What If the Most Powerful People In Business Were Women?
Since 1995, women in big decision roles in large companies have netted minimal gains in closing the gender gap. As of June 2015, only five percent of Fortune 500 companies were led by women, which in hard numbers is a whopping 24 female CEOs -- the number has since dropped to 22. Not to mention women still make 78 percent less than men.
When I wonder what the world of business and philanthropy would look like if even 50 percent of big companies had female leadership, it’s the subtle differences that are most striking. In order to talk about gender discrepancy, it’s hard to discount innate gender distinctions. What would women bring to the table if they were 95 instead of five percent of the Fortune 500 landscape? A lot.
For one, United States non-profit Catalyst.org found that women make better entrepreneurs. Their 2011 report saw a 26 percent high return on invested capital (ROIC) in top companies with 19-44 percent women leaders and no women directors in the bottom. What that means is that companies with female entrepreneurs performed extremely well in generating revenue. This figure is even more impressive with women in the tech space who founded their own startups. Data from First Round Capital reported that “[...] startup teams with at least one female founder performed 63 percent better than all male teams. The data also showed that women are present in the top ranks of their ten most valuable companies.”
Not only do female entrepreneurs prove savvy at raising ROIC, women are doing it at ages over and under 50 Another win for women? A Gallup report reveals that women are better at communicating and fostering loyalty in their employees.
"This [report] suggests that female managers likely surpass their male counterparts in cultivating potential in others and helping to define a bright future for their employees.”
But what should make female leaders higher in demand is their ability to meet the challenges inside and outside the boardroom. They stay mindful of societal challenges.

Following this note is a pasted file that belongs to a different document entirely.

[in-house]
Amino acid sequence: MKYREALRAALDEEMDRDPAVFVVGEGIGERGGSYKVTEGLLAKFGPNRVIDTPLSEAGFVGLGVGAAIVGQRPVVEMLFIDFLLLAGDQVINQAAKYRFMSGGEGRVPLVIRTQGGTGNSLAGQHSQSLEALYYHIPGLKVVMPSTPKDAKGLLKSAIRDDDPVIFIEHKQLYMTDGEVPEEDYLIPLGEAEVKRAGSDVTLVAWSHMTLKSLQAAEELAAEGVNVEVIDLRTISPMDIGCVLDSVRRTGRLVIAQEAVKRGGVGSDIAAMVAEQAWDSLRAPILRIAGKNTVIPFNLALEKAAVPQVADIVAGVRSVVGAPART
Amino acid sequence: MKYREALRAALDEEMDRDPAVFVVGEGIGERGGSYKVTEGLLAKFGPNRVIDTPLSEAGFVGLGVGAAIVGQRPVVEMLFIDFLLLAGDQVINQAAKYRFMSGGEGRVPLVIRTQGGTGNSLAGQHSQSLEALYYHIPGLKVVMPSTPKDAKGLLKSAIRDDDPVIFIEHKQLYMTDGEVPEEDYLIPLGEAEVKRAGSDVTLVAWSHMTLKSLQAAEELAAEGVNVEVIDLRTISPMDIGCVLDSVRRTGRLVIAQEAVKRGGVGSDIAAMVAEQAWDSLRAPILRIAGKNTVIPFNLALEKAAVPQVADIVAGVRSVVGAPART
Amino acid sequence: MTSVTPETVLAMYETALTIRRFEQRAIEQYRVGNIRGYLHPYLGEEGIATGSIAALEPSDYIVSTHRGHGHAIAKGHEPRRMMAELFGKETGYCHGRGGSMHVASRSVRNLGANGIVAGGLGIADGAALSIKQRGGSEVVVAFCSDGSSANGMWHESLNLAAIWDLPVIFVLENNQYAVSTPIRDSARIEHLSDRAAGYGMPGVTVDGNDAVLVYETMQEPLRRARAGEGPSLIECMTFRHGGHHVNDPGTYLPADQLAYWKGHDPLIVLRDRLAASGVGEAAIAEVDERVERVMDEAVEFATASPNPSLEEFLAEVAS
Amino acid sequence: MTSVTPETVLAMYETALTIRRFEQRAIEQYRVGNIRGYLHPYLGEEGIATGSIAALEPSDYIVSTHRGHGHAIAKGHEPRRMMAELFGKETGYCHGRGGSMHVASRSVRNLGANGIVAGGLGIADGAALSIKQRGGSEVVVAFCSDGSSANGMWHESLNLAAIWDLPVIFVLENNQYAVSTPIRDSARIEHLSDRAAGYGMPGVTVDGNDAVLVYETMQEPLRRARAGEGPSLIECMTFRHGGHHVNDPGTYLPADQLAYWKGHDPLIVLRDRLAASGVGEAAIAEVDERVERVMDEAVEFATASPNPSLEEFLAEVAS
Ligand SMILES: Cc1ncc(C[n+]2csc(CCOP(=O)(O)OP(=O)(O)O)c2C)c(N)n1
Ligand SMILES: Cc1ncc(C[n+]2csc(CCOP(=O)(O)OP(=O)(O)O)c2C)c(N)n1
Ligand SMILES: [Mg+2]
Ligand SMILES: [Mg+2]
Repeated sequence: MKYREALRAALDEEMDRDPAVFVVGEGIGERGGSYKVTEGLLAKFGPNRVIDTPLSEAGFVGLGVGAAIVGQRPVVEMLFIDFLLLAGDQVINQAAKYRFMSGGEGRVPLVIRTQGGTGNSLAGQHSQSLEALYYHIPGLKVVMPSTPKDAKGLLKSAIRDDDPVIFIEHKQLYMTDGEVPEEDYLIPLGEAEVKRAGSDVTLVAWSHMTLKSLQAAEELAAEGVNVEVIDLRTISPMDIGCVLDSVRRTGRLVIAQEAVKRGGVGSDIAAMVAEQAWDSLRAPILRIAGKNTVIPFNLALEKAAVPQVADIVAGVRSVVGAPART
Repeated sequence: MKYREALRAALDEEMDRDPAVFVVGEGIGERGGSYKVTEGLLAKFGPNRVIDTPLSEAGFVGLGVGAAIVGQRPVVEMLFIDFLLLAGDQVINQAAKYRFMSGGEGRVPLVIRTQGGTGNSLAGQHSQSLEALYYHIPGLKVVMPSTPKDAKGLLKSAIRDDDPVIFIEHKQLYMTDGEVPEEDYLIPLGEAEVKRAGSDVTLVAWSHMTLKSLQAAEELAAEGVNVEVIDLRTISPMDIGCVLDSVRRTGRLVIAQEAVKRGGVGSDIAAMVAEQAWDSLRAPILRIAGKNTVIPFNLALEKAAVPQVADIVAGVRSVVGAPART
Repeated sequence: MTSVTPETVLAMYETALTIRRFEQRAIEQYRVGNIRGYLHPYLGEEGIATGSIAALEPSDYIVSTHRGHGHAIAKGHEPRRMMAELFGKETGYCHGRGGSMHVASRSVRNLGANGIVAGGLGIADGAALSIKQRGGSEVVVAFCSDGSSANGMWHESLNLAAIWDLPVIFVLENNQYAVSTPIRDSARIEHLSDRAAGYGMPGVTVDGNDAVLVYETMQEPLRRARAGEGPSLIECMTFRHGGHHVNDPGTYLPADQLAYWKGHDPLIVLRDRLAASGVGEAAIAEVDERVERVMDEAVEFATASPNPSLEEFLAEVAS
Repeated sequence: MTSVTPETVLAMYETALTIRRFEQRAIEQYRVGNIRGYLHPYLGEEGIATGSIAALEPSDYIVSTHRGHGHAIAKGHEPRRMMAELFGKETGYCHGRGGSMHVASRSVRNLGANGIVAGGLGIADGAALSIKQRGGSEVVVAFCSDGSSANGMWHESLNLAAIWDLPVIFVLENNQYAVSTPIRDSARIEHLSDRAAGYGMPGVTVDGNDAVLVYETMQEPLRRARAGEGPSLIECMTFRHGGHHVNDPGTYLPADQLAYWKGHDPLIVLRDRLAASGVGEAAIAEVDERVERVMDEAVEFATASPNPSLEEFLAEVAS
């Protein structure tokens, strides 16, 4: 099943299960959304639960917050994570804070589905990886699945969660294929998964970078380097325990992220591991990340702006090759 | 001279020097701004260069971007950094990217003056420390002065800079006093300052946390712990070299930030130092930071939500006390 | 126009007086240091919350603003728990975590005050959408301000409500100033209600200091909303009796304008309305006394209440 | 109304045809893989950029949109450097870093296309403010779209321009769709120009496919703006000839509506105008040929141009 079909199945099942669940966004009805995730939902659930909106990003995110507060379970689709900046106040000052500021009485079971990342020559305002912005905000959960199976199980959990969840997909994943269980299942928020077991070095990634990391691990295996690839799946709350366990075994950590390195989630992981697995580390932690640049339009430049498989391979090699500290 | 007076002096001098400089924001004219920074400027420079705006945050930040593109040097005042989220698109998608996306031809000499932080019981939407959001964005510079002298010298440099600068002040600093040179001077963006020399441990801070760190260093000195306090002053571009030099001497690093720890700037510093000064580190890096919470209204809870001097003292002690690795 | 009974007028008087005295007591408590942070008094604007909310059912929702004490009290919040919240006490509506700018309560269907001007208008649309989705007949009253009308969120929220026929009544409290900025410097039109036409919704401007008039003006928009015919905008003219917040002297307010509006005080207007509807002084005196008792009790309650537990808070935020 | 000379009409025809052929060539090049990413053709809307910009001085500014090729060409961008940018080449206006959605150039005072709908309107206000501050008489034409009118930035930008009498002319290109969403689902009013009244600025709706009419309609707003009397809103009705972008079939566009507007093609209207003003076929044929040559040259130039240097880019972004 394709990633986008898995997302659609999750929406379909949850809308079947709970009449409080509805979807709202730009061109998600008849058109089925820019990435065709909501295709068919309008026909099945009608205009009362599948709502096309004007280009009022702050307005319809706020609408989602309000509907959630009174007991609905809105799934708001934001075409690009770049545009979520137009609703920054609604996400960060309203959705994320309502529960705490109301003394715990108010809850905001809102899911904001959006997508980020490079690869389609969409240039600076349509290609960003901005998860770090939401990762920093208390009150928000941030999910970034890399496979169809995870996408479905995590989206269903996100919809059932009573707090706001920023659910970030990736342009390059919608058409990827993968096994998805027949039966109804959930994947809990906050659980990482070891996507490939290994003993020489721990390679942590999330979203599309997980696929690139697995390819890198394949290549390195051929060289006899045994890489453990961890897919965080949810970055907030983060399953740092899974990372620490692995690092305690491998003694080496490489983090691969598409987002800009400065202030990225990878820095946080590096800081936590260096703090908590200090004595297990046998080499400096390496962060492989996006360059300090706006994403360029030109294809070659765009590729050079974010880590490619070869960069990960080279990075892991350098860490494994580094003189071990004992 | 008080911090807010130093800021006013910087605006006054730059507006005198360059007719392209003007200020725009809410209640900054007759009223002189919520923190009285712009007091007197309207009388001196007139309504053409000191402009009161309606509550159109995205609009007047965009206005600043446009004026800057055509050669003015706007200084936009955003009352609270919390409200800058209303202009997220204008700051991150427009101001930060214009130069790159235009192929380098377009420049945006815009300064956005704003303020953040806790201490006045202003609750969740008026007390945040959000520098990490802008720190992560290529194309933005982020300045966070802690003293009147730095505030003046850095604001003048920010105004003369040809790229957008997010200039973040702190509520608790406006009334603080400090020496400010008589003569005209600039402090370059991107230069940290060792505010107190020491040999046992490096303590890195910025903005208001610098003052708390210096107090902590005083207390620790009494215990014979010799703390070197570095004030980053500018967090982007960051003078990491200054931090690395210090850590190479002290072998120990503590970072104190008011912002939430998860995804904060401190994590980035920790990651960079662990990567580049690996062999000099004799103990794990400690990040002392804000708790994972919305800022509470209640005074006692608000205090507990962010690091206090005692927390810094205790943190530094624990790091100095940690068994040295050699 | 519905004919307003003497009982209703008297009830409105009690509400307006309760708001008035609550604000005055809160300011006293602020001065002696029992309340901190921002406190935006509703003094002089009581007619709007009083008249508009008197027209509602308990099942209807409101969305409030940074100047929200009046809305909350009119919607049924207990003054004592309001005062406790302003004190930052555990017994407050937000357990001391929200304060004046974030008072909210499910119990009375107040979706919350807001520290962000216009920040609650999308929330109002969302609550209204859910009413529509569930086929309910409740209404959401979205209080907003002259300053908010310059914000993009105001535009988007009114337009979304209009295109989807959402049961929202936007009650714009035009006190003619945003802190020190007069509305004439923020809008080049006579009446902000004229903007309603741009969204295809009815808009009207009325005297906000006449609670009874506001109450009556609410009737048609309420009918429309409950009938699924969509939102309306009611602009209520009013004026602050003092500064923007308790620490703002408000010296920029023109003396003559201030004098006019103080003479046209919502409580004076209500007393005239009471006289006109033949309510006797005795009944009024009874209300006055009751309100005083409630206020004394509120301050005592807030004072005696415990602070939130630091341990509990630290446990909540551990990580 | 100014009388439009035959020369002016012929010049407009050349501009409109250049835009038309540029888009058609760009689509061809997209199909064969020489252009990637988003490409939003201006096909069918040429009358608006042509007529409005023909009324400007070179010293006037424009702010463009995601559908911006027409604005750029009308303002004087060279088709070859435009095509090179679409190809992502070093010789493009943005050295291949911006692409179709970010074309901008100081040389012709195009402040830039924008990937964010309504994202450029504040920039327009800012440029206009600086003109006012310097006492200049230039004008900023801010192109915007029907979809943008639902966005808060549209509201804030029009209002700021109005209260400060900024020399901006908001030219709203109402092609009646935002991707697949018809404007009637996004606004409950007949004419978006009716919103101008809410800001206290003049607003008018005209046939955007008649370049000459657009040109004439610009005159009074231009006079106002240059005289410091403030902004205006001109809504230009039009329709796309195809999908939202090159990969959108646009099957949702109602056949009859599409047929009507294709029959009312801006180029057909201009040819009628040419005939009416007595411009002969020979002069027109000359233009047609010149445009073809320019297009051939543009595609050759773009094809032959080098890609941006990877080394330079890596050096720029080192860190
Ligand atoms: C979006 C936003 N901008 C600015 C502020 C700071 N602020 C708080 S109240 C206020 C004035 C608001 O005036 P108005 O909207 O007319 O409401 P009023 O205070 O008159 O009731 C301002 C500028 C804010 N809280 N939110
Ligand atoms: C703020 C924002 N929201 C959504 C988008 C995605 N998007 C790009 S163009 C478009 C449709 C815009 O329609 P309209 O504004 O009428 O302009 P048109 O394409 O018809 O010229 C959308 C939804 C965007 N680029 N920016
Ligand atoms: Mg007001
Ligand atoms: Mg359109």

According to a Forbes article by Geri Stengel, women entrepreneurs are more socially responsible than their male counterparts. Says Stengel, “Successful women are more likely than successful men to own a business so they can pursue a personal passion and to make a positive impact on the world.” And the ability to see the need for charity and philanthropic may be gender specific.
Research by WPI’s 2010 Women Give study shows households with single females gave 57 percent more than households with single males, and when women donated, they tended to donate more than men. I think it’s safe to say that women are more philanthropic than men. It's a sentiment that would most likely carry over to more conscientious business practices.
I admit, I am an idealist, but I am also a pragmatist. It will take a lot of pushing on our parts to take -- not wait to be offered -- our places in positions of power. Truth is, women don’t ask for promotions or negotiate for higher salaries, which is not surprising as women are more likely to come down with Impostor Syndrome. According to a recent Telegraph article, even women who are already at the top of their fields think they’re frauds:
It doesn’t matter who you are, imposter syndrome can strike at any time -- and, paradoxically, it affects some of the world’s most celebrated women. Facebook’s chief operating officer Sheryl Sandberg has said: ‘‘There are still days when I wake up feeling like a fraud, not sure I should be where I am.’’
The actress and UN ambassador Emma Watson has repeatedly admitted she feels like an imposter, as have Kate Winslet, Renée Zellweger and Maya Angelou.
I’d love to see women at the helm of most projects. I think we have even more to offer than these statistics reveal. We are worth more than we give ourselves credit for.
With only five percent of women in top positions, we have a long way to go to even get to fifty percent. But in a world where there would be better entrepreneurs, better managers, better philanthropists and a highly adept group of people generating revenue back into Fortune 500 companies -- a world of female CEOs looks pretty perfect.
Sharon Bush is the CEO of Teddy Shares who has worked for nearly four decades to bring resources to underprivileged women, children and families around the world. She is also the proud mother of three accomplished, philanthropic children: Lauren Bush Lauren, the founder of FEED in New York City; Ashley Bush, a filmmaker who tutors women at safe houses to help them earn their GED degrees; and Pierce Bush, CEO of the Texas chapter of the Big Brothers Big Sisters’ nonprofit.